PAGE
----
Just as Ford Motor Co. dives into massive restructuring, Nissan Motor Co. Ltd. CEO Carlos Ghosn tells an automotive conference in Dearborn, MI, that the second phase is under way for Japan's once-ailing No. 3 auto maker.

With a year remaining in the Nissan Revival Plan, Ghosn refers to the sequel as Nissan 180, which sets future growth targets from which the 180 figure is derived: 1 million more units sold globally in 2005 than in 2001, an 8% operating profit margin, and zero debt.

He says Nissan's ambitious product plan and new manufacturing capacity will help the auto maker boost vehicle sales by 1 million units.

“The first place to start is home, in Japan,” says Ghosn, acknowledging that the auto maker has borne witness to its market share slipping away in its domestic market. This year, however, it stabilized. The plan calls for 300,000 units of additional sales at home by 2005, on the assumption that the Japanese economy has seen its worst and will begin a recovery late next year.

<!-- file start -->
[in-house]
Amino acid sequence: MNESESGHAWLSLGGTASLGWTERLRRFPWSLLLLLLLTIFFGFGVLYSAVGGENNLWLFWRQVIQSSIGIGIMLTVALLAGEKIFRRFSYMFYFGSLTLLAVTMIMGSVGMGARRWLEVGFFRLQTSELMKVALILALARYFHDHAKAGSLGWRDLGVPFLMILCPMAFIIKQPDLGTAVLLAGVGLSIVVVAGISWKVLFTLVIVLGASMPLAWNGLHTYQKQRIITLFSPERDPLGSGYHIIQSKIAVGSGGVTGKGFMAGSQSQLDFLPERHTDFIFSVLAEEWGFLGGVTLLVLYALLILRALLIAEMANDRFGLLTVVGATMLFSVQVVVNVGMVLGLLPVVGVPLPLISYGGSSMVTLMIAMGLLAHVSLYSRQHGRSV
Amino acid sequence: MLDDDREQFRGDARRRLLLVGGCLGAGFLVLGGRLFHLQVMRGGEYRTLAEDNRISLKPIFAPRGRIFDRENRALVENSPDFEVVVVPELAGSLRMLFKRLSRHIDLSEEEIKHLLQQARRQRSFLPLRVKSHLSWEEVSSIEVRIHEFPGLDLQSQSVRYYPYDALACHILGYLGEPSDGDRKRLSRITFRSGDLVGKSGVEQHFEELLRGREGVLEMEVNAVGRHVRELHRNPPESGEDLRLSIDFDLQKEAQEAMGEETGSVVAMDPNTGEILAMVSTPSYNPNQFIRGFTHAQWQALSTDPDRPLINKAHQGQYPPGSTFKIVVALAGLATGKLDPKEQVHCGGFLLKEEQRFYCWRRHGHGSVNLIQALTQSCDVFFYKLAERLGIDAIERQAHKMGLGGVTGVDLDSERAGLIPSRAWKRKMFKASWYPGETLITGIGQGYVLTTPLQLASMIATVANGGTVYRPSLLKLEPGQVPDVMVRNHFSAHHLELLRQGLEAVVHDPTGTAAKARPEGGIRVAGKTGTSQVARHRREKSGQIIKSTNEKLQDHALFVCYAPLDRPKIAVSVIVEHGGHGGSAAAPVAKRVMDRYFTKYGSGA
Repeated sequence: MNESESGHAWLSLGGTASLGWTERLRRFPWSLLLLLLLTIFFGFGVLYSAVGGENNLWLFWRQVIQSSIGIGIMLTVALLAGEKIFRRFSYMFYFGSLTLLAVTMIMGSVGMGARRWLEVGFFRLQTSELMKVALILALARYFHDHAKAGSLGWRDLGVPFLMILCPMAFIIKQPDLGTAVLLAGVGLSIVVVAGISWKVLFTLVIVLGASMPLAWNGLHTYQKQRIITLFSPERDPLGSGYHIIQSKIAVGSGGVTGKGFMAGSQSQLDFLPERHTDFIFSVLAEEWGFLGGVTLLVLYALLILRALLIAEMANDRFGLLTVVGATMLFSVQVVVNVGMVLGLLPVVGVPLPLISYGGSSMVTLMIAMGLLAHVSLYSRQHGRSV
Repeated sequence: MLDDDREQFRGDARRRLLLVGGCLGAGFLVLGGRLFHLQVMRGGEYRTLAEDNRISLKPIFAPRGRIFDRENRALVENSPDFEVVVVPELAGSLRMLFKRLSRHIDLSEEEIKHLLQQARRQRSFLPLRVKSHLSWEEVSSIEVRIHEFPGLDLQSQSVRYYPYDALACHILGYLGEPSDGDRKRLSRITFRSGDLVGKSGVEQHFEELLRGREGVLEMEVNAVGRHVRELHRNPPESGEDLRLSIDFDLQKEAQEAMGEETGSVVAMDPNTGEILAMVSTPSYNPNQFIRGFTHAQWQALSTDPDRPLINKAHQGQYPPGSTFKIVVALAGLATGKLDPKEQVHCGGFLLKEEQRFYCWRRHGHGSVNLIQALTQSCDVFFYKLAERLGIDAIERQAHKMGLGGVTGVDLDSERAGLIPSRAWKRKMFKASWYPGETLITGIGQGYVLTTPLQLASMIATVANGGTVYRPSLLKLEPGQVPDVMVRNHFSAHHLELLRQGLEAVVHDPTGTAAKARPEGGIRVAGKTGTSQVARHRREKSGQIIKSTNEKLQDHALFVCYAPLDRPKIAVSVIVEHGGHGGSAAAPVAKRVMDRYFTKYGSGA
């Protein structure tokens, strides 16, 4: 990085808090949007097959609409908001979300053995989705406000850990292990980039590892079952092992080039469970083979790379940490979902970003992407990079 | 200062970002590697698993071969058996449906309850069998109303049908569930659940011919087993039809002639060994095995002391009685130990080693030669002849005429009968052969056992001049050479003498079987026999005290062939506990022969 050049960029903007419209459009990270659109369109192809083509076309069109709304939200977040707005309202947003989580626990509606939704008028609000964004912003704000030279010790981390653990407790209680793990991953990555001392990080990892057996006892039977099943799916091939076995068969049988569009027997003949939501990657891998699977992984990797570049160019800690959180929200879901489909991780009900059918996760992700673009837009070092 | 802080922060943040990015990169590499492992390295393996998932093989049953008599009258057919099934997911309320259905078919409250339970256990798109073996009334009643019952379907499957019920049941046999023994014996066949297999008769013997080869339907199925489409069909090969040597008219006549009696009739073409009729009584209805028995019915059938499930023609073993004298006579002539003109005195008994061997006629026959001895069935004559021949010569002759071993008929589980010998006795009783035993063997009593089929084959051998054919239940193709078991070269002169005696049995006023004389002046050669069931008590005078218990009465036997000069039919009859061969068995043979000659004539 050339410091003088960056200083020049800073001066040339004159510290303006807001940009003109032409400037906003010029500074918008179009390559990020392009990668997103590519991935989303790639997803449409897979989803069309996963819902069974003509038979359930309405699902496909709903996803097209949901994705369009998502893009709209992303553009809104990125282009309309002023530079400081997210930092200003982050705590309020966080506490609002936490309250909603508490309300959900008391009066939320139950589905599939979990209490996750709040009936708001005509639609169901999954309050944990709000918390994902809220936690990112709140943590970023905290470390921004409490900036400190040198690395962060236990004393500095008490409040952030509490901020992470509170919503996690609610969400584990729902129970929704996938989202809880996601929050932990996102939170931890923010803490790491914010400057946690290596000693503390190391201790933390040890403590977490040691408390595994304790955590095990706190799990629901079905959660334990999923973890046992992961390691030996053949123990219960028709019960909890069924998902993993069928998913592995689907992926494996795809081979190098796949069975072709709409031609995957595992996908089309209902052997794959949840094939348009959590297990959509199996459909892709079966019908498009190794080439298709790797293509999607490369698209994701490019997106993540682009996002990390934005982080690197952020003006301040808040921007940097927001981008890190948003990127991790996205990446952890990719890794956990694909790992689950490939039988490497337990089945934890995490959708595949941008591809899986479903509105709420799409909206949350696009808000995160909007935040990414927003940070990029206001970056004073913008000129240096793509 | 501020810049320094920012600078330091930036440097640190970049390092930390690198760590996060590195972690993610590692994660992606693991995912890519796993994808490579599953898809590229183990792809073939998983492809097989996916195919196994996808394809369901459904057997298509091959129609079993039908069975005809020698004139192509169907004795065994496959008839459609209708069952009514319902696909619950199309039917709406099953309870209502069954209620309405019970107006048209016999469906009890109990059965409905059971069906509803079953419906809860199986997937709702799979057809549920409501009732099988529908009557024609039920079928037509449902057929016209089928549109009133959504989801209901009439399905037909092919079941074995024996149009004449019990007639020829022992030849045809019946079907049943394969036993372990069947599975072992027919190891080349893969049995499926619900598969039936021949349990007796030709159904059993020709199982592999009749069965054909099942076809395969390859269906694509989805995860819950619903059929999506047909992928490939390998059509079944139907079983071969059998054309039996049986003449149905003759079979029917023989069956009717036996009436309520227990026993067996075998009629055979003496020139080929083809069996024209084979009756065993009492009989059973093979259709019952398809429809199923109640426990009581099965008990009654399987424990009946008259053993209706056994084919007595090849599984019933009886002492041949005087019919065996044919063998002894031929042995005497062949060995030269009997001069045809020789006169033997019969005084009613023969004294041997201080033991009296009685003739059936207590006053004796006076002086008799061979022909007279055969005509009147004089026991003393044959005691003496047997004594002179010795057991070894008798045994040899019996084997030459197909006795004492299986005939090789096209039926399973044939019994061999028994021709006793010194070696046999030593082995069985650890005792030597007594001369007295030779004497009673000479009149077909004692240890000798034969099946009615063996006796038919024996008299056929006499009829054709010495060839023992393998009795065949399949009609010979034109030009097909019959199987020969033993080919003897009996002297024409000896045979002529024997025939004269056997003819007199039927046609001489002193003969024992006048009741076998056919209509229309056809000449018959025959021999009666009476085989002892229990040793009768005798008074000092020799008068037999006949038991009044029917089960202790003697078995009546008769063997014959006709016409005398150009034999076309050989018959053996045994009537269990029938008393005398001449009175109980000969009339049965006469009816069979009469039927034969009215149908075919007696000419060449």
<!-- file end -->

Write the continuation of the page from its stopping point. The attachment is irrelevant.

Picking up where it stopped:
The U.S. should pick up an additional 300,000 units of incremental sales in the same timeframe, boosted by new and revitalized product entries, he says. The lauded '02 Altima is the first of Nissan's North American entries to bear the stamp of the NRP.

Targets in Europe are more modest, with growth of 100,000 units by 2005 but a vow to return to profitability in the current fiscal year. The remaining 300,000 units should be gained in other overseas markets — most notably in China, where Nissan is seeking to strike a deal within the year with national auto maker Dongfeng Automotive Group.

The 8% operating margin, Ghosn says, would put the auto maker in top ranks globally. At the NRP's mid-point last September, Nissan reached a 6.3% operating margin.

Ghosn says that although becoming debt-free is a goal, it must not become a constraint and must be managed in a way that does not limit investment decisions.